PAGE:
Second, and maybe more importantly, the unification occurred and was aided by a great deal of bribery and corruption. The Piedmont regime bribed officials in the Bourbon government and the armed forces in order to enlist their cooperation or inaction in the conflict. They also bribed those who were key figures in the “peoples’ revolt to enlist or divert the revolt into a call for “unification”. Many of these officials were rewarded for their cooperation with both gold and benefits in the land distribution in the south which followed unification. Clearly De Rohan expected compensation for the money he had fronted. This apparently did not occur to his satisfaction. It is clear that De Rohan did receive some land grants and some Sulphur mining rights in Sicily from the new Kingdom of Italy. However, his position after unification was that the Piedmont government had shortchanged him to the tune of $250,000. I assume that his losses can be traced to losses associated with either depreciation of the vessels or their actual loss during the campaign. I have not come across an itemization of his losses in my research. He was however quite vocal in pressing his demands with the Italian Government which went largely unheeded by the Victor Emmanuel regime.
History again gets fuzzy regarding De Rohan’s activities in Italy as he pressed his claims against the Kingdom of Italy between 1862 and 1865. Some information exists in the historic record concerning two of the ships that we now know he purchased and used in the transport operation. There is a brief but interesting footnote on the activity of the Franklin and Washington after the surrender of Naples to Garibaldi. This interesting footnote also includes three other transport vessels used in the campaign in southern Italy. So five vessels in all were authorized by garibaldi for a mission completely unrelated to the “Unification” campaign. But that story is something that relates to Garibaldi’s second American comrade and takes us far from Italy. This not much publicized mission will be discussed at some length in a later article.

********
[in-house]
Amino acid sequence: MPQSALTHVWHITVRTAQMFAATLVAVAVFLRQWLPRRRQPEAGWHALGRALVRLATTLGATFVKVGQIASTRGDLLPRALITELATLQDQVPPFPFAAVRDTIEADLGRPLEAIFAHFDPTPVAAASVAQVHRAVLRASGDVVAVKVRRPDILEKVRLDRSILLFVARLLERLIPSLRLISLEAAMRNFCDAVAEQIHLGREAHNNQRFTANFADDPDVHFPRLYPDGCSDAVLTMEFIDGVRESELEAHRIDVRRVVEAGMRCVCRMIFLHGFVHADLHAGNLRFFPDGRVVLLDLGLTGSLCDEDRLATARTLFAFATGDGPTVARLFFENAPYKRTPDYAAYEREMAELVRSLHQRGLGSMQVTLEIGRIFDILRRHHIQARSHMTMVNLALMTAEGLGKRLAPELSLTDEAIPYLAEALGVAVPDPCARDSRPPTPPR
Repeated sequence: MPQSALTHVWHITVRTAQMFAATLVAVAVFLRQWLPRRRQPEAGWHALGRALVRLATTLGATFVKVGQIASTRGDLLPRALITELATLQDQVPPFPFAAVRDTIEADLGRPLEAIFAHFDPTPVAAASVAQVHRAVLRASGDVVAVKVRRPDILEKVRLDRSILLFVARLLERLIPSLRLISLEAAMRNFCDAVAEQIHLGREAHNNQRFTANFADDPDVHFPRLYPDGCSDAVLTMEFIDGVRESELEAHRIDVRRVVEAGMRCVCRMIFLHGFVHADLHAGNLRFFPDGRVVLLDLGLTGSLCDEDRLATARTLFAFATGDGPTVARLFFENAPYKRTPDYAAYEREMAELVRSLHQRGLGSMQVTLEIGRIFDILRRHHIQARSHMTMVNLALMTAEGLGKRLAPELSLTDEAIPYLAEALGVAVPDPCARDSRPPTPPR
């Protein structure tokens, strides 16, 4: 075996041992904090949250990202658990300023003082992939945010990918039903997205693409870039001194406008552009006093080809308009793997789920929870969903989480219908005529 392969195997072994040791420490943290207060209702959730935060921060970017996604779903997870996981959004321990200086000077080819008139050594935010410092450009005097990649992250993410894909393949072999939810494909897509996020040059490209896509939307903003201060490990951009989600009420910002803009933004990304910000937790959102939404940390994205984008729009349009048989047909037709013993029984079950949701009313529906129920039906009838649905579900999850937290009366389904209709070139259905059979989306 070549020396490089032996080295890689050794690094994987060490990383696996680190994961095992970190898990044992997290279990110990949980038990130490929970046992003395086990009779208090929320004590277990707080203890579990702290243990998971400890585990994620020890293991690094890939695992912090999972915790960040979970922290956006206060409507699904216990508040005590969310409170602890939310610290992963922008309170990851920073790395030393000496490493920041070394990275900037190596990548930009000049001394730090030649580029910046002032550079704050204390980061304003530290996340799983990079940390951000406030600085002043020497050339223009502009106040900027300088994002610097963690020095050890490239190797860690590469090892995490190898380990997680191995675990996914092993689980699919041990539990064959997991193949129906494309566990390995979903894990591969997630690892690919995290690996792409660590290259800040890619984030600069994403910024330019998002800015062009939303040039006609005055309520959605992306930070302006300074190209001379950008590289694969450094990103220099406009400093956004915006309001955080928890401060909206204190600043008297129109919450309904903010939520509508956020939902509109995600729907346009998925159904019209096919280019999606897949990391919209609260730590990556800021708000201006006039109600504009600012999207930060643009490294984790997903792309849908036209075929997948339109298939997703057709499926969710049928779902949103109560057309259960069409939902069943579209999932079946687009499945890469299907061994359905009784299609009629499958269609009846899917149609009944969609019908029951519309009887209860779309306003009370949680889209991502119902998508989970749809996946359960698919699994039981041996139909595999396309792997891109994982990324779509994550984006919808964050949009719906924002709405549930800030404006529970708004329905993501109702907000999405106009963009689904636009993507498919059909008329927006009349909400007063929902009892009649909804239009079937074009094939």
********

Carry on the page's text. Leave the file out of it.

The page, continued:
De Rohan, however resurfaces in the U.S. in New York after the Civil War in 1865. It is documented that there he met with General Grant. According to accounts he tried to get Grant’s support in pressing the Andrew Johnson White House and U.S. Government foreign office to press his international claim against the Kingdom of Italy for his $250,000 claim. Neither the Government nor General Grant appear to have provided more than curtesy support and hearing for his cause.
It is during this visit that De Rohan maintained that he had rendered intelligence to the Union side during the American Civil War. That for most of the conflict he had been in England and while there had supplied valuable information to the Union on British activities and interests that were pro Southern States. He also maintained that while he would have volunteered for service in the Union navy the fact that his brother John was an Admiral prohibited him from such service. He could not bring himself to have to follow orders from his brother.
Part of the reason we know when the visit took place in 1865 is because of an entirely unrelated matter. At the time De Rohan was in New York in 1865 one of the major attractions in the City was the P.T. Barnum Museum. Apparently while he was in the city a fire broke out in the museum. Fire apparatus was somewhat limited at the time and the destructive fire soon got out of hand and threatened many of the nearby buildings. One of those buildings threatened was Trinity Chapel. De Rohan is credited with organizing a bucket brigade and effectively saving the chapel from destruction.
Hoping he had garnered some U.S. government support for his claims against the Kingdom of Italy he found his financial position steadily worsening and he returned to Europe and Italy. He tried to capitalize on his mining interests in Sicily but lacked the resources to make a go of it. It appears that he again returned to the U.S. in about 1871 attempting to press the Grant administration to follow up on his Italian claim for compensation. At that time it became apparent that the U.S. had not followed up on his initial plea and would not be of any assistance.
He returned once again to Europe and through British contacts acquired employment briefly as a naval officer under Admiral Hobart, late of the British navy, and serving as Admiral of the Turkish Fleet in the Mediterranean. Admiral Hobart as a result of his service to the Turkish Sultan is sometimes referred to as Admiral Hobart Pasha. Lastly, De Rohan spent several years in England where he was given a commission as a commander by the British Naval Office. He was involved in England in the formation and workings of the British naval reserve.